In a society governed by the rule of law, rather than by the mere preferences of powerful individuals, the law must embody principles broad enough to be coherent, specific enough to be effective, and flexible enough to cope with the pressures of social and technological change. Early Western jurisprudence was characterized by a search for immutable truths drawn from antiquity or revealed through ecclesiastical study. During the late Renaissance and the Industrial Revolution, immutability yielded to utilitarianism – promoting the "greatest good for the greatest number – as the highest object of the law. In the mid-nineteenth century, utilitarianism evolved, or devolved, into positivism (a view that the law, having no conceptual anchor, is nothing more than a set of enforceable commands), followed by sociological jurisprudence (which treated law primarily as a process by which social forces are expressed and accommodated), and then, in the twentieth century, by "realism" (which reprised the positivist idea that law simply expresses power and cannot be expected to constrain it). This synthesis of law and power proved unsatisfactory. The Holocaust, the emergence of murderously despotic regimes in Europe and Asia, and the devastation wreaked by a second world-wide war, all contributed a rejection of rootless law. The jurisprudential pendulum swung back to a search for legal principles and institutions -- exemplified by the codification of universal human rights and the creation of war crimes tribunals – that would shape and sustain a durable commitment to the rule of law.
This search, which continues to the present day, has advanced along many intellectual paths, two of which will be examined here: (1) the articulation of general principles of ethical behavior in the learned professions, such as the practice of law, coupled with situation-specific guides to appropriate conduct; and (2) the "law and economics movement," which seeks to develop principles to advance the oft-competing goals of efficiency and equity, and to provide methods for gauging the actual impacts of statutes, regulations, and judicial decisions in particular contexts. In this "Humanities Exploration" program, prominent milestones along each intellectual path will be examined, and members of the audience will be challenged to think about how they would create a set of principles that do not merely evince their own personal preferences, but rather are sufficiently coherent, specific, and flexible to identify a general concept of justice, to achieve it in specific cases, and to stand the test of time.
Don Burnett's career has encompassed service as an appellate judge, practicing lawyer, JAG officer, state bar president, law dean, and law professor. Born at Pocatello, Idaho, in 1946, he received his baccalaureate degree magna cum laude in economics from Harvard, his J.D. degree from the University of Chicago, and an LL.M. degree from the University of Virginia. He also graduated on the "Commandant's List" from the Command & General Staff College of the U.S. Army. As a reserve officer in the Army Judge Advocate General's Corps, Don's service included the position of reserve deputy commandant and academic director of The Judge Advocate General's School in Charlottesville, Virginia. He received the U.S. Armed Forces Legion of Merit award for career achievements when he retired with the rank of Colonel in 2001.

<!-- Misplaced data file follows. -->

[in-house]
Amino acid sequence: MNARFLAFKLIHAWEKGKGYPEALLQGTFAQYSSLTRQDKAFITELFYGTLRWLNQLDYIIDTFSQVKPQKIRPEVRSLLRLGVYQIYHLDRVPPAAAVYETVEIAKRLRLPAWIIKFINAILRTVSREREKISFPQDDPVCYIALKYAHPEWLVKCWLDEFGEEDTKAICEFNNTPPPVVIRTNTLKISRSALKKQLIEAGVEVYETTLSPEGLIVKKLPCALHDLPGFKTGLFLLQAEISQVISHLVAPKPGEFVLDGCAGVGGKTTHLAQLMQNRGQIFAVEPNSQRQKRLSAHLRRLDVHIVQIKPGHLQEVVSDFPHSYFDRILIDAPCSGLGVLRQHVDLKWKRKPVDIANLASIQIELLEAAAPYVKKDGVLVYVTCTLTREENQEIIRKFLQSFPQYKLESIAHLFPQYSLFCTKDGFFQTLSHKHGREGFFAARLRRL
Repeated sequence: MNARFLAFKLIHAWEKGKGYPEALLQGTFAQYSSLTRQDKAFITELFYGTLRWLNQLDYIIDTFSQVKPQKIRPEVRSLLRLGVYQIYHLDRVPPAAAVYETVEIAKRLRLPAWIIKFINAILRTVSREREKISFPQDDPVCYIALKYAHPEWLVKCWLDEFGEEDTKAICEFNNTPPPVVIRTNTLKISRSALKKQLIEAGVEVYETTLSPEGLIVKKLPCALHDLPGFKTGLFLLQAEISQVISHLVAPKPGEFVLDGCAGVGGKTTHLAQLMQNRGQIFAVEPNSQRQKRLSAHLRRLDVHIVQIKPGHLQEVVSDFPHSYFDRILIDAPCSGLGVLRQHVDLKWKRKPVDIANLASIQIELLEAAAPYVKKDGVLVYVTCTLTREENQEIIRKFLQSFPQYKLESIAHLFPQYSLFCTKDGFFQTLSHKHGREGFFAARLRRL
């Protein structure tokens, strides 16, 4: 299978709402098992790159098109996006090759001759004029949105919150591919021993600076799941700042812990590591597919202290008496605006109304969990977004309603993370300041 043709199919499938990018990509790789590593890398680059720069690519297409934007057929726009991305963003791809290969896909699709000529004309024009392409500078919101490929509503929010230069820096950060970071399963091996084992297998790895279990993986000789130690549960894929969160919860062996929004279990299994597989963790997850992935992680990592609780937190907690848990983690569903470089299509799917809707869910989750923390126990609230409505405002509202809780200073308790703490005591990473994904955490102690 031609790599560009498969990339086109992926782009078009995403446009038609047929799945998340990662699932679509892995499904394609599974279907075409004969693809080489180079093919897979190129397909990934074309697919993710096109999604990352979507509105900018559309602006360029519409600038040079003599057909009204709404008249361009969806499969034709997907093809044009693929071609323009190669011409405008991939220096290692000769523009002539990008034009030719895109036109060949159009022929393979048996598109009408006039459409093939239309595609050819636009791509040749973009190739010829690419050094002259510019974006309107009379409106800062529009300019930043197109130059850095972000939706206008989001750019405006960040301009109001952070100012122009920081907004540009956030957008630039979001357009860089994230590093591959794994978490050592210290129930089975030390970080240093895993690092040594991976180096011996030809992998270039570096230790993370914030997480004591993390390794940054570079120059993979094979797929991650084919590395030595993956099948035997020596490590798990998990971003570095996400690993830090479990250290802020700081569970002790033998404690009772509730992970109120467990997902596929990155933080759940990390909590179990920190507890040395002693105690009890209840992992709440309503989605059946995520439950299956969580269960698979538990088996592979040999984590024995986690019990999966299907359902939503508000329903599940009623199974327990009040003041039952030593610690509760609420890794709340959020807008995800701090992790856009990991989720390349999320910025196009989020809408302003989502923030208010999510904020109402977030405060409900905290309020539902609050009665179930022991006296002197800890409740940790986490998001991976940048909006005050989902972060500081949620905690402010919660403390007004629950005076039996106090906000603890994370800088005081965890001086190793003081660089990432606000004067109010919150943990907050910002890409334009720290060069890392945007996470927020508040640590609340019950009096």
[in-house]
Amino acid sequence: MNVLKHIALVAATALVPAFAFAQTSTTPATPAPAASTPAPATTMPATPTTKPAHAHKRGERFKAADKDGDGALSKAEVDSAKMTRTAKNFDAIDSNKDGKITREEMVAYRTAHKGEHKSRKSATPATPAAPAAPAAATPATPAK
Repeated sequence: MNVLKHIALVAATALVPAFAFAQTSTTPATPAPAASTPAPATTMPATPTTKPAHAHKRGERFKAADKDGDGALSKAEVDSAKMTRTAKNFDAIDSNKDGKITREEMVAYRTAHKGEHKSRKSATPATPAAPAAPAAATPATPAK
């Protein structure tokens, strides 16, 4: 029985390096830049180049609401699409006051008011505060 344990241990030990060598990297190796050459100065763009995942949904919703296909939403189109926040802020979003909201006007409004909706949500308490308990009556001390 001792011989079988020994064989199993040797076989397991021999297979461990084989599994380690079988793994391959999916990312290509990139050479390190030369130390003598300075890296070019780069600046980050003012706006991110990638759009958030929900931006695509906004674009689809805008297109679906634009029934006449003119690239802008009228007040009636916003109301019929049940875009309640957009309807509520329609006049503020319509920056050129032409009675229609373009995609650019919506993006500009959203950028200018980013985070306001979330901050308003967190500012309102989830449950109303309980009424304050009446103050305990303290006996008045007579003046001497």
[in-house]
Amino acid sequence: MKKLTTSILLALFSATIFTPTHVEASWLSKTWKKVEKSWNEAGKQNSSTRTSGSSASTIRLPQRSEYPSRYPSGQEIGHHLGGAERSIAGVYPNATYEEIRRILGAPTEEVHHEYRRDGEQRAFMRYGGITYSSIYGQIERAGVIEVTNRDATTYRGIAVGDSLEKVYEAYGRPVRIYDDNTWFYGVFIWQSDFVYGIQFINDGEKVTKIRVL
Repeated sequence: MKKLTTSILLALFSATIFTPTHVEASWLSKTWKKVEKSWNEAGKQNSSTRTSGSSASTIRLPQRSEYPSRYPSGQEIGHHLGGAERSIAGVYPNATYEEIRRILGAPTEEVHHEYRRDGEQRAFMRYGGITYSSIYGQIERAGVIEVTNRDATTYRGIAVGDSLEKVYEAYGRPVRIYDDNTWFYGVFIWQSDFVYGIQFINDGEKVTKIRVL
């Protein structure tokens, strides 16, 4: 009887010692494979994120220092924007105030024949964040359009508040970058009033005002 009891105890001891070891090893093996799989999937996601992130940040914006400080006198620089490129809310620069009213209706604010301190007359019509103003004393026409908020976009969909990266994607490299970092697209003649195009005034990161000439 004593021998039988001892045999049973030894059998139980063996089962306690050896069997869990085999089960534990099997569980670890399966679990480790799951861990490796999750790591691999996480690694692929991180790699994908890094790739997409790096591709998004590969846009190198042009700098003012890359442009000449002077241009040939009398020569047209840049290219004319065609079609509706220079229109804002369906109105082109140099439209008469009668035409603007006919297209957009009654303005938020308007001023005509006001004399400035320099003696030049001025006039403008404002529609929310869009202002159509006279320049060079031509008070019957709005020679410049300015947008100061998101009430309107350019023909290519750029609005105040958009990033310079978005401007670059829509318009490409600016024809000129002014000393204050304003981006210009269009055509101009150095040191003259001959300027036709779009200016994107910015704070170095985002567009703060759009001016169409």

Don's concurrent civilian career began with service as a law clerk to the Chief Justice of the Idaho Supreme Court and as an assistant attorney general for the State of Idaho. He entered private practice in Pocatello and practiced with B. Lynn Winmill (currently Chief Judge of the U.S. District Court for the District of Idaho). He became president of the Idaho State Bar; chaired the Bar's professional conduct standards committee; served by contract as a judge of the Shoshone-Bannock Tribal Court; and served as executive director of the Idaho Judicial Council. In 1982, he was appointed to the Idaho Court of Appeals by Governor John V. Evans, and he was retained in office by statewide election (unopposed) in 1986.
In 1990 Don accepted the University of Louisville's appointment as dean of the law school now named, through efforts by Don and his colleagues, for the school's historic and visionary benefactor: Justice Louis D. Brandeis. Don served twelve years on the faculty, including ten years as dean. In addition to his academic work in Louisville, he chaired the Ethics Committee of the Kentucky Bar Association as well as the State Judiciary Policy Council of the Kentucky Center for Public Issues. He served as the convening member of the Kentucky Roundtable on the Environment and the Economy. He was a member of the board and the executive committee of Health Kentucky, Inc. (a nonprofit organization devoted to improving healthcare for the poor).